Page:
But our relations with the United States are built on more than just a security partnership. Their foundations go far, far deeper. We have a multitude of ties across the Atlantic, ties shaped by a shared history, a shared culture and above all by shared values. This is what enables us to pull together in tackling the many global challenges facing this 21st century. I firmly believe that in future, in a multipolar world, Europe and America will, by virtue of their shared values, be welded together even more closely – and for the same reason also challenged. As we Germans see it, these shared values are the foundation of both transatlantic partnership and European integration…

It’s true of course that in this integrated Europe Germany and France certainly don’t have the deciding voice. As for our other partners, they may be smaller, yet we must never forget them, let alone our neighbour Poland, for that matter. But it’s also true that without Germany and France pulling together, it’s hard to imagine how any progress in Europe can be made. Recent years have done little to alter this fact – and I expect it will be no different in the foreseeable future either.
The friendship between Germany and France is never directed against anyone, however. It is about one thing and one thing only: deepening European integration.  Both today and in future this is the key to our continent’s security and prosperity. That is why, also in the current debt crisis, we’re pulling together. For it’s our common belief that solidarity coupled with solidity is the right way to safeguard the euro over the long term – as a stable currency and hence guarantor of a Europe that holds together.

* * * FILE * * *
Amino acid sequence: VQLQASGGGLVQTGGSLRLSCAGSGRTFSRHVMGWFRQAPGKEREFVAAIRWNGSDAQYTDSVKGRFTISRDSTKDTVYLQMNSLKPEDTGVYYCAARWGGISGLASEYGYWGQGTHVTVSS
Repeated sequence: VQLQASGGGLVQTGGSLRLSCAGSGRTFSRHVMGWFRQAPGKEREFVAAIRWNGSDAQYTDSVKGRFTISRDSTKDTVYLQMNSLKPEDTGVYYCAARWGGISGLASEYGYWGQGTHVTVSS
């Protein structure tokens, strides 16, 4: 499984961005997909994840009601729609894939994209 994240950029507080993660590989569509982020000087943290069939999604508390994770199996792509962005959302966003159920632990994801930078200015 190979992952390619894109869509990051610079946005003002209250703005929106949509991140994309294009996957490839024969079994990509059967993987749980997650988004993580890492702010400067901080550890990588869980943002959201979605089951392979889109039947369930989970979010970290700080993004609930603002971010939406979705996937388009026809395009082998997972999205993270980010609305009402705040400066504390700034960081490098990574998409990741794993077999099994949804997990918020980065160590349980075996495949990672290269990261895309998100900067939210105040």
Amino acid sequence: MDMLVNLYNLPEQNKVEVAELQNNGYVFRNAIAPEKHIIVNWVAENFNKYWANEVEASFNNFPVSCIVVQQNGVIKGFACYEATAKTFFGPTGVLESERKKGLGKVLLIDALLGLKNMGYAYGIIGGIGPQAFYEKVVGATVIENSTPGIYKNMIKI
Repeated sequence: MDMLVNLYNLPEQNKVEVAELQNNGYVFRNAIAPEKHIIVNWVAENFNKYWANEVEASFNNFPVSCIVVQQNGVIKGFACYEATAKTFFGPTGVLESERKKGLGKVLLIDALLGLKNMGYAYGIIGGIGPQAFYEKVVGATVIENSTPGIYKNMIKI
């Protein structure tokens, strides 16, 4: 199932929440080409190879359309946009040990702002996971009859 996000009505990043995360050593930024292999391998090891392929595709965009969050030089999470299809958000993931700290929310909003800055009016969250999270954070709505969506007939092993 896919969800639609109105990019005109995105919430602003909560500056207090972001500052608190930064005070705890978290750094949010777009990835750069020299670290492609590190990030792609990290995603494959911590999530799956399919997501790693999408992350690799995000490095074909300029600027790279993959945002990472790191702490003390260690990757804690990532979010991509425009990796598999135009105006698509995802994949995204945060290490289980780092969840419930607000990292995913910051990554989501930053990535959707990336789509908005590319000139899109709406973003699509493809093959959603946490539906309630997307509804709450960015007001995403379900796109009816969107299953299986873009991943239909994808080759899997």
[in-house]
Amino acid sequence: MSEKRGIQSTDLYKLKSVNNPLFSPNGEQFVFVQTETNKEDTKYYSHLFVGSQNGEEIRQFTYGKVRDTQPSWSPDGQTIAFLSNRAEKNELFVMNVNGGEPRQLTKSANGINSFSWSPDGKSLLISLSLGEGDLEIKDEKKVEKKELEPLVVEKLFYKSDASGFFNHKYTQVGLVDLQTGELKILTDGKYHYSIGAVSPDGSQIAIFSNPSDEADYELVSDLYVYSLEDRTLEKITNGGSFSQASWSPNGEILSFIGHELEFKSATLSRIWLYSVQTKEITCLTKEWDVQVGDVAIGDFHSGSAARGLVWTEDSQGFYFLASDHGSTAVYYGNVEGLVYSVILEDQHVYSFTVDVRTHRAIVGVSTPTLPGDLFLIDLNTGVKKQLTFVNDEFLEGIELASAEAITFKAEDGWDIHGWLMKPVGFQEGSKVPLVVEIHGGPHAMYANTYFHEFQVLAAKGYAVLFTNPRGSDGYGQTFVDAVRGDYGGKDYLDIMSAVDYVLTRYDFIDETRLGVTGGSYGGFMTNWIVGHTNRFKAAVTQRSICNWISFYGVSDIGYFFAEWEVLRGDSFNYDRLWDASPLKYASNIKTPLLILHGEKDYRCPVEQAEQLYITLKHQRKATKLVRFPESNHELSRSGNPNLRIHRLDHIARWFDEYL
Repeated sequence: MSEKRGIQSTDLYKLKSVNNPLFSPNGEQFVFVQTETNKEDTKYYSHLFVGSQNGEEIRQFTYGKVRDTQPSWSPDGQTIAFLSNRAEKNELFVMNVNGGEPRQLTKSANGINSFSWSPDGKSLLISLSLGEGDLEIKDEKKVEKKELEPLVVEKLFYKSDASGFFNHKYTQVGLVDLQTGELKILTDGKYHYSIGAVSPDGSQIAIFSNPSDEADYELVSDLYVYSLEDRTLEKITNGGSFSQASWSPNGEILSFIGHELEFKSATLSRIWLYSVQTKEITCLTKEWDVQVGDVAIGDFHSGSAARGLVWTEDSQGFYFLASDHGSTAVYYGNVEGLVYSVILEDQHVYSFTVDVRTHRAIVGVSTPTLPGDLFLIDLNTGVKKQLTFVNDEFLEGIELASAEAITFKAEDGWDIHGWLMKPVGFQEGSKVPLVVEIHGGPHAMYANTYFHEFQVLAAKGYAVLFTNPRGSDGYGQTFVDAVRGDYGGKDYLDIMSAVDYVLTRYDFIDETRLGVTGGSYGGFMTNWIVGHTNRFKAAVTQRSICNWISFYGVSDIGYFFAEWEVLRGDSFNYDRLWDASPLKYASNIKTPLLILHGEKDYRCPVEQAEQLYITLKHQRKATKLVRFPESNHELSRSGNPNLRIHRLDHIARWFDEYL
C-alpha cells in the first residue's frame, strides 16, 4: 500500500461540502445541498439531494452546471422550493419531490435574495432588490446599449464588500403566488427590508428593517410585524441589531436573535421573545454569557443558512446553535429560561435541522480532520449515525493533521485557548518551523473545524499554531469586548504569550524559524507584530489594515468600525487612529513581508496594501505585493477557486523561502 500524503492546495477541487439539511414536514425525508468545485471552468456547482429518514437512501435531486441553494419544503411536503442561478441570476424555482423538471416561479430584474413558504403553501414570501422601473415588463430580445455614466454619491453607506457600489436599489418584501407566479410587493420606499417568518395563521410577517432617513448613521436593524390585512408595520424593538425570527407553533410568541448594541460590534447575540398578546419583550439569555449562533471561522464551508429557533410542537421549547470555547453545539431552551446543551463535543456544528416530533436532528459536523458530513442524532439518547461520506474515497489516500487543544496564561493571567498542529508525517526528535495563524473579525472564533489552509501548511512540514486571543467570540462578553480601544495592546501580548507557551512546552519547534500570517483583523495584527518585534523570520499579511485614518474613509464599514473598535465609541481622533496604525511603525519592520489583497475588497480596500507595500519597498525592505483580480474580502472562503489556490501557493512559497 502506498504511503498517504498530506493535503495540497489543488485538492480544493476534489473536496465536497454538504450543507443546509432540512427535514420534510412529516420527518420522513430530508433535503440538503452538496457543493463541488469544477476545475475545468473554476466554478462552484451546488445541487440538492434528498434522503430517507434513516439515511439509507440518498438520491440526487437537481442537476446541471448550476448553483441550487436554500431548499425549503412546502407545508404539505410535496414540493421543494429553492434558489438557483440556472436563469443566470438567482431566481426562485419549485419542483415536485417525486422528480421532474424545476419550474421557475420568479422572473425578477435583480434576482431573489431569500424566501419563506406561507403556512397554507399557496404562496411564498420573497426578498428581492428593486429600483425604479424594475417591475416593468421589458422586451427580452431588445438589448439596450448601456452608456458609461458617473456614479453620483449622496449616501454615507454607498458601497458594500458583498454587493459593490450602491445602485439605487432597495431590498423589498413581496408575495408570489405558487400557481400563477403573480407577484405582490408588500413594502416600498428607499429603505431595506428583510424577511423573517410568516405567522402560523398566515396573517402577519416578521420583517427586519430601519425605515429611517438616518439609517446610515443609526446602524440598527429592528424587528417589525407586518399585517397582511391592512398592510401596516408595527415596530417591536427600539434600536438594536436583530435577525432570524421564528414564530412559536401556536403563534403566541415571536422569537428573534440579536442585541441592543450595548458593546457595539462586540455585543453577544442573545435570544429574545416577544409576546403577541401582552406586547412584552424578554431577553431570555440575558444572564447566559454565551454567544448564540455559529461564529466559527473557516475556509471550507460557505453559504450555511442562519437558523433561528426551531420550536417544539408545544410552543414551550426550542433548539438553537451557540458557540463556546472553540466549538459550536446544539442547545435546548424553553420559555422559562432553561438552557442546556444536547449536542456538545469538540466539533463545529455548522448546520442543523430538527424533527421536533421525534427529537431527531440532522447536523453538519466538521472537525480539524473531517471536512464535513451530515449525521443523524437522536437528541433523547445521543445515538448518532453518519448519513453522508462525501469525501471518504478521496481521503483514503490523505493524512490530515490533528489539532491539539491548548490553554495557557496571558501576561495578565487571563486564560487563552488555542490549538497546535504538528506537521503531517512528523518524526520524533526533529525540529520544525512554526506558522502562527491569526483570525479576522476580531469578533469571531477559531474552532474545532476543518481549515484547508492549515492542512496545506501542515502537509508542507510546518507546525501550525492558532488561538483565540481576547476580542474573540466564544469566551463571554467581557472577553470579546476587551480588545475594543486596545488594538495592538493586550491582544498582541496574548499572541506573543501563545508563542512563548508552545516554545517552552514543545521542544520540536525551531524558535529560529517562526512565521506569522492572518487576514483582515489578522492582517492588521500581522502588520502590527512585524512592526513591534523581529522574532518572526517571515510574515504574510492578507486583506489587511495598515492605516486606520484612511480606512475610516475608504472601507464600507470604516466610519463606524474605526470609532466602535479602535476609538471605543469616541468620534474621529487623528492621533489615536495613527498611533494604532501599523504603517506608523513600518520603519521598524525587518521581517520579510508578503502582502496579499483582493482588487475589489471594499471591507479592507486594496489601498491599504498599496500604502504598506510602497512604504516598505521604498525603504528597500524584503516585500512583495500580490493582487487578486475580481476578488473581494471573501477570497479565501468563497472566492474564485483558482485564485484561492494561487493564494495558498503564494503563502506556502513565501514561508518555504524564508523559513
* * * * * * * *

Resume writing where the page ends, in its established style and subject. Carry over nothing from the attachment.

In the area of crisis management not just NATO but also the European Union is now playing an increasingly major role. We can see this in Georgia, in Kosovo and in Operation ATALANTA off the Horn of Africa. Nevertheless, the way the Common Security and Defence Policy and the European External Action Service are developing still lags behind expectations. More concrete and practical engagement, a greater  presence on the ground would count for more than ceaseless disputes on institutional issues between the Council, the Commission and the European Parliament.

For Europe’s institutions to agree on who does what isn’t enough, I may add. European policy-making will be effective only if member states, national governments and parliaments and the public at large are involved in the process and their interests taken into account. That goes also and in particular for foreign and security policy, which is of course a quintessential part of national sovereignty.